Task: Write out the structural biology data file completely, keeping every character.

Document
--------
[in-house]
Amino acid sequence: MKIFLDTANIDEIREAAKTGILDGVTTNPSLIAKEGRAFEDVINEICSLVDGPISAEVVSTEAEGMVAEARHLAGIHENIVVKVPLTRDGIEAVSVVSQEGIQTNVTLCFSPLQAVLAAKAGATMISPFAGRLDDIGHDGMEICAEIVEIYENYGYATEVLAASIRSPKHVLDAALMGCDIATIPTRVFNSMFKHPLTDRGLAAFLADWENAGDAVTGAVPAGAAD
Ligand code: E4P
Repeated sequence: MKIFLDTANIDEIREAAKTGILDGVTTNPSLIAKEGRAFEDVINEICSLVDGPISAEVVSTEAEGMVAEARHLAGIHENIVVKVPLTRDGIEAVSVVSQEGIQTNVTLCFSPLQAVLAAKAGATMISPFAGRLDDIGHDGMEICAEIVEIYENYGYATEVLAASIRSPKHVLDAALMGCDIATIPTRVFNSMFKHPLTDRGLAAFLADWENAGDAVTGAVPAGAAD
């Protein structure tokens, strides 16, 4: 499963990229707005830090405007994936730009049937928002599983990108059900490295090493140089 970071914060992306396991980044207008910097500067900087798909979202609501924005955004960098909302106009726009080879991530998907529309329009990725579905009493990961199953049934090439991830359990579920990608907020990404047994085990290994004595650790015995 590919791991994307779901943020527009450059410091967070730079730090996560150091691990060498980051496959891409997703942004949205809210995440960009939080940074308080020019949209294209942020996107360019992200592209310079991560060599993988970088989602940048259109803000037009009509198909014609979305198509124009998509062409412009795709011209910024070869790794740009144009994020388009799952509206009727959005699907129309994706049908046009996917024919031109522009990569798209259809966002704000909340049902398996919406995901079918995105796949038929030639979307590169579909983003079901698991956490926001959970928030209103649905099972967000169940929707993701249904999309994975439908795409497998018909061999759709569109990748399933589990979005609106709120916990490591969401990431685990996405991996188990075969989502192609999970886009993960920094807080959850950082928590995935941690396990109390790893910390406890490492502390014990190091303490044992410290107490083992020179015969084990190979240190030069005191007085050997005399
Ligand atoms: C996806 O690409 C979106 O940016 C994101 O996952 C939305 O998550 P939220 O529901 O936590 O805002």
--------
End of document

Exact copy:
[in-house]
Amino acid sequence: MKIFLDTANIDEIREAAKTGILDGVTTNPSLIAKEGRAFEDVINEICSLVDGPISAEVVSTEAEGMVAEARHLAGIHENIVVKVPLTRDGIEAVSVVSQEGIQTNVTLCFSPLQAVLAAKAGATMISPFAGRLDDIGHDGMEICAEIVEIYENYGYATEVLAASIRSPKHVLDAALMGCDIATIPTRVFNSMFKHPLTDRGLAAFLADWENAGDAVTGAVPAGAAD
Ligand code: E4P
Repeated sequence: MKIFLDTANIDEIREAAKTGILDGVTTNPSLIAKEGRAFEDVINEICSLVDGPISAEVVSTEAEGMVAEARHLAGIHENIVVKVPLTRDGIEAVSVVSQEGIQTNVTLCFSPLQAVLAAKAGATMISPFAGRLDDIGHDGMEICAEIVEIYENYGYATEVLAASIRSPKHVLDAALMGCDIATIPTRVFNSMFKHPLTDRGLAAFLADWENAGDAVTGAVPAGAAD
């Protein structure tokens, strides 16, 4: 499963990229707005830090405007994936730009049937928002599983990108059900490295090493140089 970071914060992306396991980044207008910097500067900087798909979202609501924005955004960098909302106009726009080879991530998907529309329009990725579905009493990961199953049934090439991830359990579920990608907020990404047994085990290994004595650790015995 590919791991994307779901943020527009450059410091967070730079730090996560150091691990060498980051496959891409997703942004949205809210995440960009939080940074308080020019949209294209942020996107360019992200592209310079991560060599993988970088989602940048259109803000037009009509198909014609979305198509124009998509062409412009795709011209910024070869790794740009144009994020388009799952509206009727959005699907129309994706049908046009996917024919031109522009990569798209259809966002704000909340049902398996919406995901079918995105796949038929030639979307590169579909983003079901698991956490926001959970928030209103649905099972967000169940929707993701249904999309994975439908795409497998018909061999759709569109990748399933589990979005609106709120916990490591969401990431685990996405991996188990075969989502192609999970886009993960920094807080959850950082928590995935941690396990109390790893910390406890490492502390014990190091303490044992410290107490083992020179015969084990190979240190030069005191007085050997005399
Ligand atoms: C996806 O690409 C979106 O940016 C994101 O996952 C939305 O998550 P939220 O529901 O936590 O805002």